The efficacy of targeted tumor killing of CEA-CAR-T cells generated with nS/MARt technology was tested in vitro in a real-time cytotoxicity assay using the human cancer cell lines HT-29 and MCF-7 as targets and compared to T cells transduced with CEA lentivirus (Fig. 2E). For both tumor cell targets, regardless of high or low target antigen expression, we found nS/MARt-CEA-CAR-T cells to have a more efficient killing capability. When the target was MCF-7 cells, we showed that an effector to target ratio of 2.5:1 is necessary for lentivirally transduced T cells to match the functionality of 1:1 nS/MARt-CEA-CAR-T cells. The enhanced tumor killing efficacy was then confirmed when the target was HT-29 cells, where 2.7:1 cells generated with the virus were needed to match a 1:1 coculture with cells engineered with nS/MARt vectors. The calculated median effective concentration (EC50) values after 24 hours of cocultivation confirmed the observation. Following previous reports, we also confirmed that the cytolysis of the target cells was mediated by IFN-γ (fig. S3A) (29).
nS/MARt T cells mediate efficient tumor killing in vivo in three murine tumor xenograft models
To further demonstrate nS/MARt T cells’ functionality, we engineered human CD3+ cells to express anti–CEA-CARs, anti–NY-BR1–CARs, or anti–CD19-CARs, and we investigated the tumor killing capability of the modified CAR-T cells in xenografted mouse models. In the CEA mouse model, nS/MARt-CEA-CAR-T cells were compared against T cells transduced with a standard SIN (Self Inactivating)–lentiviral vector. Mice treated with nS/MARt-modified T cells showed a distinct reduction in the tumor size and delayed tumor growth (Fig 3A and fig. S3B) resulting in prolonged survival (Fig. 3B) in comparison to the groups treated with unmodified and lentivirally transduced CAR-T cells. However, a complete clearance of the tumor was not achieved in any of the groups, which was due to the loss of antigen expression in the target tumor cells (Fig. 3B), a common tumor escape mechanism during solid tumors treatment (30). In the tumors of mice treated with nS/MARt T cells, we could detect a higher tumor infiltration frequency (Fig 3C), while the engraftment of the CAR-T cells in the spleens was comparable in both approaches (Fig. 3D). An RCA test conducted on DNA extracted from the total blood, the spleens, and tumors of mice that received the therapy demonstrated the episomal maintenance of nS/MARt vectors in the genetically modified cells (Fig. 3F). The long-term antitumor activity of T cells modified with nS/MARt vectors was shown by coculturing splenocytes retrieved from treated mice and the cancer cell line MCF-7 (fig. S3D), in which a substantial activity from CAR-T cells was detected 40 days after treatment.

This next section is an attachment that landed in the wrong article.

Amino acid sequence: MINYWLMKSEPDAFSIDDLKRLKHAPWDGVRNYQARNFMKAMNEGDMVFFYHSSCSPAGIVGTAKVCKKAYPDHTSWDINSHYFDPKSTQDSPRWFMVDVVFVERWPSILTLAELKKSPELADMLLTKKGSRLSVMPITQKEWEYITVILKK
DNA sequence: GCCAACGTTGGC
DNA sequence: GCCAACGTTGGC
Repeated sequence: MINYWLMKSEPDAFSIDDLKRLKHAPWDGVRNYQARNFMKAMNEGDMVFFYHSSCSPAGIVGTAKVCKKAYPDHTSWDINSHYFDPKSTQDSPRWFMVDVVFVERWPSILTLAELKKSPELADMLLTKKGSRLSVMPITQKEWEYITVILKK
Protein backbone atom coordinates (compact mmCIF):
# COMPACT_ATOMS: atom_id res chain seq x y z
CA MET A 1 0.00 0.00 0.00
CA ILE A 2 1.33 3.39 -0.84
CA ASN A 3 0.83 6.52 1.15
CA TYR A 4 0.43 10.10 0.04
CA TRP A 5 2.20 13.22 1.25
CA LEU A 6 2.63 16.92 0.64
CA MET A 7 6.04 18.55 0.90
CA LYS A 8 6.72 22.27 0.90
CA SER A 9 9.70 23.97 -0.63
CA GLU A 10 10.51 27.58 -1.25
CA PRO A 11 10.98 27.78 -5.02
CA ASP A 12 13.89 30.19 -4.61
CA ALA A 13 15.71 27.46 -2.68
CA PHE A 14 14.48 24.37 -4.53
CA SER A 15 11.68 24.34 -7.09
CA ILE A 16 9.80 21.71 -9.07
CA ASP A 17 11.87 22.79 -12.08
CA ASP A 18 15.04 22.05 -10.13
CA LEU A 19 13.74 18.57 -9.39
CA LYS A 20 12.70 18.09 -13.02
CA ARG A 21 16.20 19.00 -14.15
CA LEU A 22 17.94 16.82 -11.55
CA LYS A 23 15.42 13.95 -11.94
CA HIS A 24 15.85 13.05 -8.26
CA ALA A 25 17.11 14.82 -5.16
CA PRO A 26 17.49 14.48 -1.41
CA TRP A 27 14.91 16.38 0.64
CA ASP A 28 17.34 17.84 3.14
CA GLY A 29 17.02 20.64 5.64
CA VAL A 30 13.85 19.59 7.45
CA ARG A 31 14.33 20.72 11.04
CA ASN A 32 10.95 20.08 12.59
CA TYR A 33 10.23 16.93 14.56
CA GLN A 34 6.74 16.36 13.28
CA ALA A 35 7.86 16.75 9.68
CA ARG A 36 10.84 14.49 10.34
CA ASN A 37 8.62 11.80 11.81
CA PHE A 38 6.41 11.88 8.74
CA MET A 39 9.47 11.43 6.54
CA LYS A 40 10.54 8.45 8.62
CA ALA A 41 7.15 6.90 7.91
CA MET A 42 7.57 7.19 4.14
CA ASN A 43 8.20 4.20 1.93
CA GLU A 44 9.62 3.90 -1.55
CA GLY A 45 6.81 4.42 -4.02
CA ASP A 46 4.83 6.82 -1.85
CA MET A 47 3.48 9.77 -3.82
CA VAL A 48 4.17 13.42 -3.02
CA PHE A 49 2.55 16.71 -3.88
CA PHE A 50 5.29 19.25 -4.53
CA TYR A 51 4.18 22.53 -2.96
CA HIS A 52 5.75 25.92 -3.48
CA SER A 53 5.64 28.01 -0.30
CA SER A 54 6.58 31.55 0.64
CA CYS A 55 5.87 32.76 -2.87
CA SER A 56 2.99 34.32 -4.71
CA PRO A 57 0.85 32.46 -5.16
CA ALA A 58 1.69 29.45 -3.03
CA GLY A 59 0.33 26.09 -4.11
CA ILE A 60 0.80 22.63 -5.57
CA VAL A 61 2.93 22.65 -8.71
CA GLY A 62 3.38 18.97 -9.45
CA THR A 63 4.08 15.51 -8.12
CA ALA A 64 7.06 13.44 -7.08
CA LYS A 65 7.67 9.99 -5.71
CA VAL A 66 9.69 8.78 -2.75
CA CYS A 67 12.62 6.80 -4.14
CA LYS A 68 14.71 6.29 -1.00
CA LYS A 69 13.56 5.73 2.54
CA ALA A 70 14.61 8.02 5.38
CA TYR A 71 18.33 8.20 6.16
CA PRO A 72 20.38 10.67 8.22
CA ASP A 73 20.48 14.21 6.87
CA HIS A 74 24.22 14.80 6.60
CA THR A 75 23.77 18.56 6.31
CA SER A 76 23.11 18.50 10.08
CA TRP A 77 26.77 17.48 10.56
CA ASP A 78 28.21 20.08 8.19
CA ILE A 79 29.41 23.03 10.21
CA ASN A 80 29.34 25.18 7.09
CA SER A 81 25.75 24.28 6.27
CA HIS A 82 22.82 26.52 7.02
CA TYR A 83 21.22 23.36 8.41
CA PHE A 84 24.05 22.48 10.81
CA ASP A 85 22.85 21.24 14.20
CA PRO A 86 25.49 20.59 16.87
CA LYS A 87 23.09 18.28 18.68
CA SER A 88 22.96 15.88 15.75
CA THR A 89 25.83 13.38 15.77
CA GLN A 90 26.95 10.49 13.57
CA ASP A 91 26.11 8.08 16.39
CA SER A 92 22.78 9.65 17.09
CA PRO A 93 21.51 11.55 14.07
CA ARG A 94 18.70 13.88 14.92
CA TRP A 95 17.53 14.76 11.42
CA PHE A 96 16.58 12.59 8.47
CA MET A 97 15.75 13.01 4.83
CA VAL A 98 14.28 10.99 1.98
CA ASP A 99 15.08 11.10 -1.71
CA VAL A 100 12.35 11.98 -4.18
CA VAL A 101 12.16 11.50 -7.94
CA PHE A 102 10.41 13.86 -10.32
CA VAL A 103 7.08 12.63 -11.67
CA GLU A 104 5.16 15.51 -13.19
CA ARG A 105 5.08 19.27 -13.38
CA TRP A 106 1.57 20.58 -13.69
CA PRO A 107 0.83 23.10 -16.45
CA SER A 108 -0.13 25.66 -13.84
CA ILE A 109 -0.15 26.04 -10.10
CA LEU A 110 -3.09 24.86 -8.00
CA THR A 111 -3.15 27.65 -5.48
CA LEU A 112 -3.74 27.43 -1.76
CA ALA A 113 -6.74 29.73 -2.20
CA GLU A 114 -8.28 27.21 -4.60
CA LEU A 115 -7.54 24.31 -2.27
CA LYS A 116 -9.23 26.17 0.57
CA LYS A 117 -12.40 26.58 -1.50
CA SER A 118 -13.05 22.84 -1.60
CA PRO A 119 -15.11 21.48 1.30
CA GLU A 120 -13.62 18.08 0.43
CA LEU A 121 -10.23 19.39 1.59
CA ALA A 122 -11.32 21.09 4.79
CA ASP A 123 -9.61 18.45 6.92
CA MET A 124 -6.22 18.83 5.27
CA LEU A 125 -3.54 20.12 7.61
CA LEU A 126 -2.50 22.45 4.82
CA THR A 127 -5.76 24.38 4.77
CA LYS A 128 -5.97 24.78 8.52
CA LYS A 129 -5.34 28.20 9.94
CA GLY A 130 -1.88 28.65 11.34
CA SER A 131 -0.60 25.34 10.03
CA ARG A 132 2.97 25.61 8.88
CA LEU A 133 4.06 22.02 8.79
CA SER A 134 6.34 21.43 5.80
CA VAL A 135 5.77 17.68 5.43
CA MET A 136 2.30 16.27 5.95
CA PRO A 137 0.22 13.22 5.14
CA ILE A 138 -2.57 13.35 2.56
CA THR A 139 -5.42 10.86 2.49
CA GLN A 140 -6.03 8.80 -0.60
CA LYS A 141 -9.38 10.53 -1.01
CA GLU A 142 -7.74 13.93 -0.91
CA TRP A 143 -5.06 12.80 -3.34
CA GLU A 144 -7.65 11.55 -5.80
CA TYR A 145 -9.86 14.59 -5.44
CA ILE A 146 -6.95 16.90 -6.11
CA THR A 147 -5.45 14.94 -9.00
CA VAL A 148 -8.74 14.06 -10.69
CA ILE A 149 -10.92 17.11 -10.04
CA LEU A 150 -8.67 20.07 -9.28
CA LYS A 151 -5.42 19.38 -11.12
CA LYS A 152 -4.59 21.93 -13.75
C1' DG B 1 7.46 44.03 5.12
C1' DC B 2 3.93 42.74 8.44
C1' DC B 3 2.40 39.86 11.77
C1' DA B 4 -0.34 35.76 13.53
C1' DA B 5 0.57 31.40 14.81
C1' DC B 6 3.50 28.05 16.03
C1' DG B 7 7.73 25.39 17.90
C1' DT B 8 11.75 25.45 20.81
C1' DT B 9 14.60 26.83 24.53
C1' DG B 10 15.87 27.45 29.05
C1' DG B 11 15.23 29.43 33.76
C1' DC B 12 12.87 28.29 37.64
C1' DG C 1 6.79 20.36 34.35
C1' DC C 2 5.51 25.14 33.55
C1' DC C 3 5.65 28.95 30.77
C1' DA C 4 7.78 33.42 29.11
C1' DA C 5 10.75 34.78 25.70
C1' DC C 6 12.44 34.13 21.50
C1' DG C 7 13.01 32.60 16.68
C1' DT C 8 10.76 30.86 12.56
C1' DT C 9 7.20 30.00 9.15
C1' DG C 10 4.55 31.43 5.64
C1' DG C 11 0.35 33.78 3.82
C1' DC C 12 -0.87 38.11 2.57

Similarly, when we treated mice with the CAR against the breast cancer cells target NY-BR1 (31, 32), we demonstrated delayed tumor growth (Fig. 3G), alongside increased survival of the mice (Fig. 3H). Moreover, we could detect a significant percentage of nS/MARt T cells in the tumors, spleens, and blood of the treated animals (Fig. 3I) compared to mock control T cells. The extrachromosomal vector maintenance was also demonstrated by RCA in the analyzed tissues (Fig. 3J). Ultimately, we tested nS/MARt-CD19 CAR-T cells in the Nalm-6/CD19 model. Unmodified T cells, nS/MARt-CD19 CAR-T, and lentivirally produced CAR-T cells (Lenti-CD19) were injected into NSG (NOD.Cg-Prkdc Il2rg/SzJ) mice previously treated with Nalm-6 luciferase cells, and the efficacy of tumor killing was monitored through bioluminescent imaging, 4 and 11 days following CAR-T cell therapy (Fig. 3K). Mice treated with CD19-CAR-T cells significantly delayed tumor growth compared with the control group (Fig. 3K). However, no significant differences were observed between the groups that received CD19-CARs. Together, these results demonstrate that T cells modified with our novel DNA vector technology can target and kill tumor cells in vivo, with an efficacy that is higher, or at least comparable, to CAR-T cells modified with the state-of-the-art lentiviral approach.